How to Keep Medicaid After Receiving an Inheritance
Medicaid recipients must constantly maintain assets below $2,000.00. If their assets ever exceed $2,000 at the end of any calendar month, they will no longer be Medicaid-eligible. So, when someone receives a lump sum inheritance from a recently-deceased family member, there may be work to do.
What Happens When a Medicaid Recipient Receives an Inheritance?Within 10 days of receiving an inheritance, each Medicaid recipient is obligated to report the change in circumstance to the Social Security Administration and Department of Children and Families.
If the inheritance is large and Medicaid is no longer needed
If the inheritance is rather large, and the Medicaid recipient will be comfortable without Medicaid assistance, then the process ends here. After you inform Medicaid of the change in circumstances (i.e. the large inheritance), Medicaid benefits will cease and the former Medicaid recipient will private pay for their care. If the Medicaid recipient is receiving a large inheritance, there is nothing wrong with removing oneself from the Medicaid program.
Even if you are comfortable giving up Medicaid, you still want to inform them of the change in circumstances because Medicaid will ask you to payback the amount of money Medicaid laid out while you were no longer eligible. For example, if you receive an inheritance in January but don't inform Medicaid and they continue to pay benefits for January, February, and March, when they eventually realize that you are no longer eligible, you could receive an unwelcome bill for the value of the Medicaid benefits they paid for those months.
If inheritance is small and you still want Medicaid
If the Medicaid beneficiary is receiving a small inheritance, then the beneficiary free to spenddown his/her inheritance, in the same calendar month in which they inherit excess resources, and inform Medicaid how the money was spent.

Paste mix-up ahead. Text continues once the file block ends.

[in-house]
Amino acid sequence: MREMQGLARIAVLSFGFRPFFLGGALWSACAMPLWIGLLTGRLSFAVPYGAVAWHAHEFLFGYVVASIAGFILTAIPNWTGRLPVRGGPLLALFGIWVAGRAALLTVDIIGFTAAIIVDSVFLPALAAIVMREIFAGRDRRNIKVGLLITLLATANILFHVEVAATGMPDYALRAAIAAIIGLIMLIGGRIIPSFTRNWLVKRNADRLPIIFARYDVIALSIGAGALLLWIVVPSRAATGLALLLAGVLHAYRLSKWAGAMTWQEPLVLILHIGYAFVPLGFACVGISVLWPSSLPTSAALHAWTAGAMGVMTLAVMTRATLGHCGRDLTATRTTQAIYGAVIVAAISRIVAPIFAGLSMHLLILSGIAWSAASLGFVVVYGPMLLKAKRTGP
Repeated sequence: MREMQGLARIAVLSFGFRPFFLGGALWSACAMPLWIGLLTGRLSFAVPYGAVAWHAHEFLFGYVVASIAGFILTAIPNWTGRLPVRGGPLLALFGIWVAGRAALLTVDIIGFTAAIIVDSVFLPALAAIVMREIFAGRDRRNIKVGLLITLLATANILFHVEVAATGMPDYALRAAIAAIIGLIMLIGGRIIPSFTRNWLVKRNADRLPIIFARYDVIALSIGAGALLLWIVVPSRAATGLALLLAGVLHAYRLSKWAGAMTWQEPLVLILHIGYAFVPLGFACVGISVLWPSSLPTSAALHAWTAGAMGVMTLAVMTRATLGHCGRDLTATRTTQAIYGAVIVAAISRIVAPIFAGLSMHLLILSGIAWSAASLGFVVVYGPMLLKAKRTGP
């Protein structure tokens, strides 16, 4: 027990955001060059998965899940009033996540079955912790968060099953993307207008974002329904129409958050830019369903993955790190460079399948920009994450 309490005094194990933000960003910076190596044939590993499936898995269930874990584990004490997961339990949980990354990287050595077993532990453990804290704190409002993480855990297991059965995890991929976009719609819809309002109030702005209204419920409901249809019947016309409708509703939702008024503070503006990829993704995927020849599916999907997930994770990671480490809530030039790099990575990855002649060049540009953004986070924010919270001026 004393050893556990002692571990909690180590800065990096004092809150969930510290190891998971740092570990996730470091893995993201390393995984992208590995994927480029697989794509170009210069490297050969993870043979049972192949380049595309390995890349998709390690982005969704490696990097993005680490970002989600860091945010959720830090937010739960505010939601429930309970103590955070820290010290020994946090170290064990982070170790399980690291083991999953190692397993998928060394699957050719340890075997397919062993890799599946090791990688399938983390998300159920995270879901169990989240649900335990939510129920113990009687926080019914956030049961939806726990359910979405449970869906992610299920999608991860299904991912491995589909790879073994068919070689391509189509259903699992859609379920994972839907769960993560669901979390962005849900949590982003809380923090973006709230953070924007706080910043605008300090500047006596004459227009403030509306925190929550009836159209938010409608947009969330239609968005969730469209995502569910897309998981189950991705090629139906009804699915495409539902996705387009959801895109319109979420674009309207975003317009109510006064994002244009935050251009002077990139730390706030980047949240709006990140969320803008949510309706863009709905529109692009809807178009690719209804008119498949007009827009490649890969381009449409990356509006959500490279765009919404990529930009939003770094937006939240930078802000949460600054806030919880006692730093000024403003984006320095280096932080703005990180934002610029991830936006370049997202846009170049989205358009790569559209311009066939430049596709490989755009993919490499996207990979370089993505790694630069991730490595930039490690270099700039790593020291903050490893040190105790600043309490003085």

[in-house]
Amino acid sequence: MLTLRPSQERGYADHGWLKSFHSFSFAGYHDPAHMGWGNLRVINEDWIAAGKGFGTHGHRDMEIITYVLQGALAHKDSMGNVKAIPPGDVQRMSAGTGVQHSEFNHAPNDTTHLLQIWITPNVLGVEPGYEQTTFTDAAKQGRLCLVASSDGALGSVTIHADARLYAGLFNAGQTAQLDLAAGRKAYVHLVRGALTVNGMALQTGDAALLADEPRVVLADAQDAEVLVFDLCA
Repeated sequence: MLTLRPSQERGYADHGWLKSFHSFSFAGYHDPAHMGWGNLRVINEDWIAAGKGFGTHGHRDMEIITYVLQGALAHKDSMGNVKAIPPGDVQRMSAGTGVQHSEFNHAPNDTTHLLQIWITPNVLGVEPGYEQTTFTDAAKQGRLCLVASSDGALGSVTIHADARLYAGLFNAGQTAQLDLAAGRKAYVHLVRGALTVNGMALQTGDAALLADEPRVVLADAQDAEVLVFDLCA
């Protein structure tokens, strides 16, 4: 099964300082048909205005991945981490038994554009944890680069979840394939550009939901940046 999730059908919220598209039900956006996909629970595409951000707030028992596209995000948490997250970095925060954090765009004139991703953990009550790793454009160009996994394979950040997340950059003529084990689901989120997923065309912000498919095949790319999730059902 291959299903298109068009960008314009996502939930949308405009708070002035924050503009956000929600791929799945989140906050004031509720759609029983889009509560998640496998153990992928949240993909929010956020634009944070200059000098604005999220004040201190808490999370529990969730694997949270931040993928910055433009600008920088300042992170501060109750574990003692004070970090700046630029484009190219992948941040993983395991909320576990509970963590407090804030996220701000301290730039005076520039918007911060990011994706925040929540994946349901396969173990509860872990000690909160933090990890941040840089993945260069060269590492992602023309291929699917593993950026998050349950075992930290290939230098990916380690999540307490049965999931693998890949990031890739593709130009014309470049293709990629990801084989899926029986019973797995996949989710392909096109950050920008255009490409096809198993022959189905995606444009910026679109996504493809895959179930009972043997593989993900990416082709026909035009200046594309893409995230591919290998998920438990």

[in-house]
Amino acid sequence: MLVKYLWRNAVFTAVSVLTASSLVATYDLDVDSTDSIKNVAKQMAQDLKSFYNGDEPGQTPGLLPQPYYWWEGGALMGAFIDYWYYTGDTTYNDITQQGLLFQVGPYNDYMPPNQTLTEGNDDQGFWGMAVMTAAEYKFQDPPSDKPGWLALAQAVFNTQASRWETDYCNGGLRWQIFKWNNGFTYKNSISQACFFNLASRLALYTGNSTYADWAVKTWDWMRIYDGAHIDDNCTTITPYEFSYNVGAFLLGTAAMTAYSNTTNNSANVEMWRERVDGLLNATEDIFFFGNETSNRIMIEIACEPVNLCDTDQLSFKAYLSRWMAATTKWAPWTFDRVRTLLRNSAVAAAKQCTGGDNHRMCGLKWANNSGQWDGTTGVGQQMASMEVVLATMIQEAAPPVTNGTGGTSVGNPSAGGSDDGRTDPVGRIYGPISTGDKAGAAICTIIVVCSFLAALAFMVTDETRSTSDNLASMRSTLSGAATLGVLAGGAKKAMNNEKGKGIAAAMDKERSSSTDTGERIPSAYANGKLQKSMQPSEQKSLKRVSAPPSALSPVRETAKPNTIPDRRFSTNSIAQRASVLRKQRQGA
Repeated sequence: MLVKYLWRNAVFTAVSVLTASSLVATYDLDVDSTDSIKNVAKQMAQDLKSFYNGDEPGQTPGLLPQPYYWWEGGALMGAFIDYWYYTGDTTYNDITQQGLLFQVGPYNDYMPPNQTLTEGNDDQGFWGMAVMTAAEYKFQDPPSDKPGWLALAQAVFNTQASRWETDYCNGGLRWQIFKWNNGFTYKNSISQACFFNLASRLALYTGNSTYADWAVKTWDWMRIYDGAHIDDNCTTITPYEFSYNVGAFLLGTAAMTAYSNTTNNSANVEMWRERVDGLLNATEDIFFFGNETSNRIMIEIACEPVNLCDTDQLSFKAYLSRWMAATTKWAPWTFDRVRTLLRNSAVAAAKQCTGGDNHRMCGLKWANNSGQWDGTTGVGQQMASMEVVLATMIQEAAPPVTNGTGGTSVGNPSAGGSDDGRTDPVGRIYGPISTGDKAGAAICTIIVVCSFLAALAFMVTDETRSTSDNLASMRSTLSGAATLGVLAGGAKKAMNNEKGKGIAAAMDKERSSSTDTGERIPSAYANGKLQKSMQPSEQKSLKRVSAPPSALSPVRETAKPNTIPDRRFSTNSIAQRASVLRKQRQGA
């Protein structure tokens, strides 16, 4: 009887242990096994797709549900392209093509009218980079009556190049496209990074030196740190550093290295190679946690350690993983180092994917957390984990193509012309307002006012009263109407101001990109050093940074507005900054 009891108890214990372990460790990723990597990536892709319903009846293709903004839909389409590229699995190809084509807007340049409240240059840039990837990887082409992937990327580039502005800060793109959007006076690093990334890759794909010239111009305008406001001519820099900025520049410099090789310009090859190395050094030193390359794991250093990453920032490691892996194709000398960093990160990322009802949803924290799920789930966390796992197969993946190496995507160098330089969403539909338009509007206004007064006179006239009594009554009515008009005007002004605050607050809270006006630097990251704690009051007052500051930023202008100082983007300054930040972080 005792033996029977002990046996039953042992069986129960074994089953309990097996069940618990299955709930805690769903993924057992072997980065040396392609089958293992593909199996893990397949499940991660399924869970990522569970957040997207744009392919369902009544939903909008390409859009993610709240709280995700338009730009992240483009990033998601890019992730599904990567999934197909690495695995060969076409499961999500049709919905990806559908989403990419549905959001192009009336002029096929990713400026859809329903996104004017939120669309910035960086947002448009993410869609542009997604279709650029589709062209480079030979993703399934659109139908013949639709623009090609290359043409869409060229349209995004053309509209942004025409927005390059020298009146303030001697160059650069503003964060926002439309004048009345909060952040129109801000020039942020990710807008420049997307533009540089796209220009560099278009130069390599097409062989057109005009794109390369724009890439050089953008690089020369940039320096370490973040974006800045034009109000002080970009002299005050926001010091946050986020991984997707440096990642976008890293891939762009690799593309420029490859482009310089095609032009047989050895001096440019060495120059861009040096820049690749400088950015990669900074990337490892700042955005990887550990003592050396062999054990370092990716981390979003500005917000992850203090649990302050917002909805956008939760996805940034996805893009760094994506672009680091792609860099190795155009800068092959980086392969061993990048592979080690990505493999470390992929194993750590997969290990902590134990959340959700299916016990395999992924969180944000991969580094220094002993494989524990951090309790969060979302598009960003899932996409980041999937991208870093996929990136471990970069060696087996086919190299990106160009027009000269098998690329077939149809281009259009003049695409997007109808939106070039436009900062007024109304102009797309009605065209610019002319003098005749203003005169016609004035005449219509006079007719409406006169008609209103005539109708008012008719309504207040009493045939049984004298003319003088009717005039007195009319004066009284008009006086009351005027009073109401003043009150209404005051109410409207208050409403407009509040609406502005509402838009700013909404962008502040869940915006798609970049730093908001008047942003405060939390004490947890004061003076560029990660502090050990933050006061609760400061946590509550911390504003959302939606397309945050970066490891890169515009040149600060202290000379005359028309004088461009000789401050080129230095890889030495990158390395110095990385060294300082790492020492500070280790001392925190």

As long as the inheritance was spent on items and services for the benefit of the Medicaid recipient only, and not given away, Medicaid will be preserved. So, for example, if a Medicaid beneficiary inherits $5,000.00, think of how they may want to spend that money in the same calendar month in which it is received. Examples include using inherited money to: pay off credit card debt, pre-pay for funeral expenses, purchase a new big-screen television, fixing a car, buy new clothes, going out to a nice dinner, travel expenses, etc...
The Medicaid recipient must still report the change in circumstances, but will simply explain how the money was spent to bring their total assets below $2,000.00.
Its important to note that you cannot simply disclaim or refuse your inheritance. If you have access to assets, Medicaid wants you to use it for your care before they spend a dime. By declining an inheritance, to Medicaid, is tantamount to giving assets away (which subjects the Medicaid beneficiary to a disqualification penalty period). So its important to meet with a local Florida Elder Law attorney to discuss what to do with the sudden influx of assets from an inheritance to maintain Medicaid eligibility.
To Preserve Medicaid Benefits After Receiving an Inheritance - Speak to an Elder Law AttorneyA Medicaid beneficiary must retain $2,000.00 or less by the end of any calendar month. If this happens, then benefits will be maintained for the following calendar month. I want to emphasize how important the calendar month is. Because the timing of when you are entitled to the inheritance will dictate how much pressure you will be under to remain in Medicaid compliance. For example, if an inheritance of $100,000.00 is received on January 1st, the Medicaid recipient has the rest of January to either spend the money or engage an Elder law attorney to protect the inheritance and maintain Medicaid benefits. If, on the other hand, the Medicaid beneficiary is entitled to their inheritance on January 28th, now they only have a few days (January 28, 29, 30 and 31) to get back into compliance. If the Medicaid beneficiary retains more than $2,000 in total assets as of February 1 (in this example), they will lose Medicaid.
As explained above, a Medicaid recipient need only spend down their recent inheritance in order to re-qualify for Medicaid. For small inheritances, that might be easy to do. For larger inheritances, spending all of it on "stuff" would likely be too wasteful. Luckily, we have some Medicaid planning techniques available: typically involving special needs trusts, personal services contracts, purchasing exempt assets, or a combination of Medicaid planning techniques.
You should meet with a local elder law attorney to discuss what Medicaid preservation strategies are best for your unique situation and goals.